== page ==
Thursday, April 22, 2010


The concept of right and wrong are instilled into every person from one's childhood days. These rights and wrongs then get refined by one's perception of things. Over a period of time the perception of these things translate the views into opinions. The opinions then lay the foundation for the pride and prejudices one carries with oneself unto one's grave. Thus, the very basis of these biases lie in our attitude towards each aspect of life and translate into consequential actions formulating reactions as a chain as envisaged in the theory of karma.

Many speak eloquently about the prides and prejudices being instilled by the leaders, the media, the friends et al. It is a common adage that one can be judged by the company he keeps. Similarly, we are adept at creating terms like Gandhian, Hitlerite, Nazi, Nehruvian etc. Let us take a look at history and analyse the same.

We find that Gandhi was an unparalleled leader in the freedom movement of the country. There are many who are cited to be the principal disciples of his movement to such an extent that they would not even venture to question his wisdom on any move. They headed the league which came to be known as Gandhian. What did Gandhi represent? He represented non-violence and he represented a movement which would claim a right by passive resistance. How many of these persons would unflinchingly adhere to these concepts in domestic life as well as under all circumstances? How many of them would at least follow the same in the presence of at least their beloved leader? The analysis would reveal the selective tendencies of these very persons. As long as it was something acceptable to them, they were capable of asking another to adhere to it but if they found the same unpalatable they would flinch from adhering to it. Essentially, it was a matter of convenience for pushing oneself in a direction to take the cover of another popular person. This would to a large extent deter any criticism. They were neither students of the movement nor disciples or devotees. They had a mind of their own. The minds had to be churned in a single direction. Gandhi was able to feel the pulse and channelise the popular pulse in the popular manner for a larger part of his life. This gave him the pre-eminent position among the leaders of the day.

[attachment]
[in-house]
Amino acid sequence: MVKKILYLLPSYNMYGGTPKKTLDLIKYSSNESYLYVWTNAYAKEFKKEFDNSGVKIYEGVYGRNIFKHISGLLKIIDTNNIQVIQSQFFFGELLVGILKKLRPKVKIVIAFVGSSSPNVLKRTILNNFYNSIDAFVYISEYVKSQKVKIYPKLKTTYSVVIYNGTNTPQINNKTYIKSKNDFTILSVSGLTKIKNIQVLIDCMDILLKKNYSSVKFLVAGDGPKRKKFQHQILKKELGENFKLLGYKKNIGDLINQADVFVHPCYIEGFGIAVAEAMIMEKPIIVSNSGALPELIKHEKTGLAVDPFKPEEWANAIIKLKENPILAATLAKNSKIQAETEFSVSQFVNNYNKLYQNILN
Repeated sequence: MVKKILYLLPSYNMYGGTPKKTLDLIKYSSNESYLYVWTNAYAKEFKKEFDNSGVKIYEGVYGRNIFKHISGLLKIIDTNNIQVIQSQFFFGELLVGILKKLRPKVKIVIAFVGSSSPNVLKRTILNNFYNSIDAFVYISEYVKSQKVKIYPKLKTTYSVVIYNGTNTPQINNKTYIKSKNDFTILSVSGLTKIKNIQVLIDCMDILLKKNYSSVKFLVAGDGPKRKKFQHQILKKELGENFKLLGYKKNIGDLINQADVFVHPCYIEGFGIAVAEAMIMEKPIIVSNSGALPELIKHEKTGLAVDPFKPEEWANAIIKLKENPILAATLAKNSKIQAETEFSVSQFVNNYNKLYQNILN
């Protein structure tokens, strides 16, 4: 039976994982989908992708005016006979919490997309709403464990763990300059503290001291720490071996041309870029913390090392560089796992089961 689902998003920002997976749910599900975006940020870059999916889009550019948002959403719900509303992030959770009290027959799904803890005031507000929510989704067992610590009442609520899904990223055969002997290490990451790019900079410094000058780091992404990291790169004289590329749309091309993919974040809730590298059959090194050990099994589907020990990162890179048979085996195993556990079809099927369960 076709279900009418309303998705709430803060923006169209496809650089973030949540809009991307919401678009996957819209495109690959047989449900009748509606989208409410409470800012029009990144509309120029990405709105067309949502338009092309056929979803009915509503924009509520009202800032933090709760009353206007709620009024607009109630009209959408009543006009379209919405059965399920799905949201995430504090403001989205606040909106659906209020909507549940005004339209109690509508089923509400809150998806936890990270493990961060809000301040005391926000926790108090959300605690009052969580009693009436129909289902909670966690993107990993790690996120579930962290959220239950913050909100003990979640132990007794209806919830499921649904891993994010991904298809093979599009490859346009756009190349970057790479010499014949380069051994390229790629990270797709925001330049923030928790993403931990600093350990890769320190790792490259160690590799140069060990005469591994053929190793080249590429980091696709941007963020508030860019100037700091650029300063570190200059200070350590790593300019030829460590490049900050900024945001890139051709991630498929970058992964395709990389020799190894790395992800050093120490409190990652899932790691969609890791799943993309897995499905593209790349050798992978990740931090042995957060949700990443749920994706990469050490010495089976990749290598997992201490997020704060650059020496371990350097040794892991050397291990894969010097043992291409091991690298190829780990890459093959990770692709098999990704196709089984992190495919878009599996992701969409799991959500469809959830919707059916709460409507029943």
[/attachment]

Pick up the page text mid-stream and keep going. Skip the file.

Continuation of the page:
Take a look at Tilak. He also effortlessly channelised the movement with the help of populist diatribes in the Courts as well as blunting the machinery of law by organising celebrations for the popular God Ganesha as well as the local icon Shivaji to turn the tide in his favour. This did not mean the populace meekly took his bait. They followed him as long they felt they would do a similar thing in the given situation. If they felt otherwise, they chose to deferentially differ.

Then does it mean that these leaders were men of no stature. No that's not the case. It takes a person of mettle to identify a cause, an issue of common interest, a string that could bind the mass together to further the cause. This is what made them the leader. It is not that they influenced the mass to behave in a particular manner but found what would be the obvious way in which they would react positively if suggested.

In our school days we would have a common topic of debate as to whether movies were good or bad for the youth. If the same topic were to be tossed to me today, I would state that the movie remains the same. I relate to such views that I relish and cherish. It neither instigates or provokes me. It only binds me to my existing feeling. It cannot even be given the credit of unearthing my emotion. At best, it can only be given the credit for binding all such similar thinking persons.Unless the person has the base instinct to react violently, no movie can instil that thought in him.

There is a story of King Solomon in which he banishes a corrupt official to the seashore with a punishment to count the waves. Any normal person who was misled into this unethical practice would have been adequately humiliated and would have vowed not to resort to such practices. However, the person in question had the base instinct beyond repair. He chose to stop the boats which were sailing through and accuse them of preventing him from discharging the royal duties. Thereafter, this man goes on to seek a consideration for not reporting the "crime" to the monarch. Thus, this person who was neither inspired nor provoked resorted to baser deeds. The relating of this tale may reform a person who resorted to corrupt practices but was by nature against it. The same tale may also encourage a person to go ahead with his corrupt practices since this tale is only an excuse for his premeditated action.

To sign off, yours truly would remind you of certain ads that were placed on the then pristine Doordarshan wherein a drunkard merely finds excuses for his premeditated action of consuming liquor liberally. First its a birthday, then an anniversary, a wedding, a promotion so on that even a demise makes this noble soul hit the bottle. Is it then the crime of the bottle or the crime of the person who would find one anyway?

Folks, we need to understand that we react exactly as per our nature. Let us accept this natural truth rather than foist this upon another. Is it my view? Then please do say whether you agree or disagree !!!!!!

Wednesday, April 21, 2010


Rains lashed Bangalore and exposed the state of sewerage, drainage systems as well as the roads. Early morning there was a hue and cry amongst the general public. All were reminded of the fact that the BBMP had not done its duty. An elderly man remarked that these guys know how to draw the salary but fail to do the work. Another person remarked that he was nostalgic of those days when a scavenger would respectfully appear at beck and call to do the needful. Unmindful of the drizzle, two boys perched on a motorcycle were zipping around distributing newspapers of the day. None had time for the newspaper since the rains had wreaked its havoc.